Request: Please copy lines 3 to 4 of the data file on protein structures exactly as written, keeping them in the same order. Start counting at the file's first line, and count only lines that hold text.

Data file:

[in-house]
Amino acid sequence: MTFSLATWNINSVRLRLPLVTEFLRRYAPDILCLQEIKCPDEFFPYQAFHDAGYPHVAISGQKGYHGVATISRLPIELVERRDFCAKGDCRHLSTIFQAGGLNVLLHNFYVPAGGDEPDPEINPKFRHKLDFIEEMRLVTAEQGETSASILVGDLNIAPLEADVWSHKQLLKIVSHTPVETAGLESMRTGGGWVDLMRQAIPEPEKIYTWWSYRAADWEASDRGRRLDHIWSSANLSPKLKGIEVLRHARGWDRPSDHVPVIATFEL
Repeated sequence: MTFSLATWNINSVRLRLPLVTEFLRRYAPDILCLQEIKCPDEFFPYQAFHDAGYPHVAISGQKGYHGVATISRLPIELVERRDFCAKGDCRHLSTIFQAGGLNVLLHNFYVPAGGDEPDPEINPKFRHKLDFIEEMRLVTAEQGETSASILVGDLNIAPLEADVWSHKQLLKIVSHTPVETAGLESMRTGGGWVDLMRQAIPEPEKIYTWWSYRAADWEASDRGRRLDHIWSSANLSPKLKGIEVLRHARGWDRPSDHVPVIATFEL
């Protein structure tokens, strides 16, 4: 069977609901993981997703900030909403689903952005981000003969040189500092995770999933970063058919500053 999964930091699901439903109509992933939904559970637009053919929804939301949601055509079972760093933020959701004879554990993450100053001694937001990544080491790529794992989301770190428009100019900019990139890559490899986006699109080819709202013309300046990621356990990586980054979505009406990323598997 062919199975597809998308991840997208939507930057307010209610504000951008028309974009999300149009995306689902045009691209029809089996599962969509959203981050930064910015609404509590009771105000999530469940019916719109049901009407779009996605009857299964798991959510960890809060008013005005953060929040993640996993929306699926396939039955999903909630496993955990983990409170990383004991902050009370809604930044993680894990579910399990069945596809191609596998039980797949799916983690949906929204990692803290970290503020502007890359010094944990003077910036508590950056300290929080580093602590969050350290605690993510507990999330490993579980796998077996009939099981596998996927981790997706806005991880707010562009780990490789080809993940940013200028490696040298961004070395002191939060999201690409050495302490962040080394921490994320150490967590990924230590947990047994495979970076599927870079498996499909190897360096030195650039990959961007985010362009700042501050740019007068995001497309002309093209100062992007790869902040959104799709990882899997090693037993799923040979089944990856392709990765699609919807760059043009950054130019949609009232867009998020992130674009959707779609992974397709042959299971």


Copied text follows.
Repeated sequence: MTFSLATWNINSVRLRLPLVTEFLRRYAPDILCLQEIKCPDEFFPYQAFHDAGYPHVAISGQKGYHGVATISRLPIELVERRDFCAKGDCRHLSTIFQAGGLNVLLHNFYVPAGGDEPDPEINPKFRHKLDFIEEMRLVTAEQGETSASILVGDLNIAPLEADVWSHKQLLKIVSHTPVETAGLESMRTGGGWVDLMRQAIPEPEKIYTWWSYRAADWEASDRGRRLDHIWSSANLSPKLKGIEVLRHARGWDRPSDHVPVIATFEL
């Protein structure tokens, strides 16, 4: 069977609901993981997703900030909403689903952005981000003969040189500092995770999933970063058919500053 999964930091699901439903109509992933939904559970637009053919929804939301949601055509079972760093933020959701004879554990993450100053001694937001990544080491790529794992989301770190428009100019900019990139890559490899986006699109080819709202013309300046990621356990990586980054979505009406990323598997 062919199975597809998308991840997208939507930057307010209610504000951008028309974009999300149009995306689902045009691209029809089996599962969509959203981050930064910015609404509590009771105000999530469940019916719109049901009407779009996605009857299964798991959510960890809060008013005005953060929040993640996993929306699926396939039955999903909630496993955990983990409170990383004991902050009370809604930044993680894990579910399990069945596809191609596998039980797949799916983690949906929204990692803290970290503020502007890359010094944990003077910036508590950056300290929080580093602590969050350290605690993510507990999330490993579980796998077996009939099981596998996927981790997706806005991880707010562009780990490789080809993940940013200028490696040298961004070395002191939060999201690409050495302490962040080394921490994320150490967590990924230590947990047994495979970076599927870079498996499909190897360096030195650039990959961007985010362009700042501050740019007068995001497309002309093209100062992007790869902040959104799709990882899997090693037993799923040979089944990856392709990765699609919807760059043009950054130019949609009232867009998020992130674009959707779609992974397709042959299971």